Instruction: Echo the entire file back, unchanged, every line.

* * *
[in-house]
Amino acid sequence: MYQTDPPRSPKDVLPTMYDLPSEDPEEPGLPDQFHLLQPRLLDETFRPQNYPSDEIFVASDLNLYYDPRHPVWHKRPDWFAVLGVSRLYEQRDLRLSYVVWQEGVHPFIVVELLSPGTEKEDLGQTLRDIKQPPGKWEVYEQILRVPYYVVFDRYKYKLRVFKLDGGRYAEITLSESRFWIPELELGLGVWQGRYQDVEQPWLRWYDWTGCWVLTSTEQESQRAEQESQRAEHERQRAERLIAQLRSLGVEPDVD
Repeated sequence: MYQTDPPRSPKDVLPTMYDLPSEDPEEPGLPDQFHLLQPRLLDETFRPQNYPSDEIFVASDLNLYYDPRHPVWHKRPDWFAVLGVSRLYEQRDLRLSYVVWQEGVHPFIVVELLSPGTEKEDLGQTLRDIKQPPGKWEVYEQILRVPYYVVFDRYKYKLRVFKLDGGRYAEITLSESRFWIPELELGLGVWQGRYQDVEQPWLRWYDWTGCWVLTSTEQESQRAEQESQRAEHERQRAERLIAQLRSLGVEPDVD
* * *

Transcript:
[in-house]
Amino acid sequence: MYQTDPPRSPKDVLPTMYDLPSEDPEEPGLPDQFHLLQPRLLDETFRPQNYPSDEIFVASDLNLYYDPRHPVWHKRPDWFAVLGVSRLYEQRDLRLSYVVWQEGVHPFIVVELLSPGTEKEDLGQTLRDIKQPPGKWEVYEQILRVPYYVVFDRYKYKLRVFKLDGGRYAEITLSESRFWIPELELGLGVWQGRYQDVEQPWLRWYDWTGCWVLTSTEQESQRAEQESQRAEHERQRAERLIAQLRSLGVEPDVD
Repeated sequence: MYQTDPPRSPKDVLPTMYDLPSEDPEEPGLPDQFHLLQPRLLDETFRPQNYPSDEIFVASDLNLYYDPRHPVWHKRPDWFAVLGVSRLYEQRDLRLSYVVWQEGVHPFIVVELLSPGTEKEDLGQTLRDIKQPPGKWEVYEQILRVPYYVVFDRYKYKLRVFKLDGGRYAEITLSESRFWIPELELGLGVWQGRYQDVEQPWLRWYDWTGCWVLTSTEQESQRAEQESQRAEHERQRAERLIAQLRSLGVEPDVD